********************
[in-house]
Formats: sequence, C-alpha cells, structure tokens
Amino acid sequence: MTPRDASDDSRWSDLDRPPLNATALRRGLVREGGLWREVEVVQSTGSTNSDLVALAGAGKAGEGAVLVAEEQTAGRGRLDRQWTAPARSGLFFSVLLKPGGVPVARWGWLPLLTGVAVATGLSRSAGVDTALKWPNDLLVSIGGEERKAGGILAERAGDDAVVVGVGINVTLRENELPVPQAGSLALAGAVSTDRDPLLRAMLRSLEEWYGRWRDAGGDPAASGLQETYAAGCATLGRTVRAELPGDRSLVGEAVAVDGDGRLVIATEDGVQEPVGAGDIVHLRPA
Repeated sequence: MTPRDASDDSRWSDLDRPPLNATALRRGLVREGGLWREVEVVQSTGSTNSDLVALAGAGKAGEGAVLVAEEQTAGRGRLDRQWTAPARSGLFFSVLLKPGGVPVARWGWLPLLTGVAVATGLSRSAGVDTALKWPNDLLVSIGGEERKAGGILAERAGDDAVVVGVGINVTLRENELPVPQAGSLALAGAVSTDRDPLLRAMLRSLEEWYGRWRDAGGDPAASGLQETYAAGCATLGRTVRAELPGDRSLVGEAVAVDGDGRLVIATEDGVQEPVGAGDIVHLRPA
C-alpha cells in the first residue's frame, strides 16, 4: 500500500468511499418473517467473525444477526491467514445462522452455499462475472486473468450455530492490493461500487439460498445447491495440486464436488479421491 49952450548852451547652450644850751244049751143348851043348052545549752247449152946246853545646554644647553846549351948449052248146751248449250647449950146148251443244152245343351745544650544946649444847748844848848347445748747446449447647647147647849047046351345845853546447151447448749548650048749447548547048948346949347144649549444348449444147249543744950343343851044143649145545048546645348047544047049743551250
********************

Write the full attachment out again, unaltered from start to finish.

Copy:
[in-house]
Formats: sequence, C-alpha cells, structure tokens
Amino acid sequence: MTPRDASDDSRWSDLDRPPLNATALRRGLVREGGLWREVEVVQSTGSTNSDLVALAGAGKAGEGAVLVAEEQTAGRGRLDRQWTAPARSGLFFSVLLKPGGVPVARWGWLPLLTGVAVATGLSRSAGVDTALKWPNDLLVSIGGEERKAGGILAERAGDDAVVVGVGINVTLRENELPVPQAGSLALAGAVSTDRDPLLRAMLRSLEEWYGRWRDAGGDPAASGLQETYAAGCATLGRTVRAELPGDRSLVGEAVAVDGDGRLVIATEDGVQEPVGAGDIVHLRPA
Repeated sequence: MTPRDASDDSRWSDLDRPPLNATALRRGLVREGGLWREVEVVQSTGSTNSDLVALAGAGKAGEGAVLVAEEQTAGRGRLDRQWTAPARSGLFFSVLLKPGGVPVARWGWLPLLTGVAVATGLSRSAGVDTALKWPNDLLVSIGGEERKAGGILAERAGDDAVVVGVGINVTLRENELPVPQAGSLALAGAVSTDRDPLLRAMLRSLEEWYGRWRDAGGDPAASGLQETYAAGCATLGRTVRAELPGDRSLVGEAVAVDGDGRLVIATEDGVQEPVGAGDIVHLRPA
C-alpha cells in the first residue's frame, strides 16, 4: 500500500468511499418473517467473525444477526491467514445462522452455499462475472486473468450455530492490493461500487439460498445447491495440486464436488479421491 49952450548852451547652450644850751244049751143348851043348052545549752247449152946246853545646554644647553846549351948449052248146751248449250647449950146148251443244152245343351745544650544946649444847748844848848347445748747446449447647647147647849047046351345845853546447151447448749548650048749447548547048948346949347144649549444348449444147249543744950343343851044143649145545048546645348047544047049743551250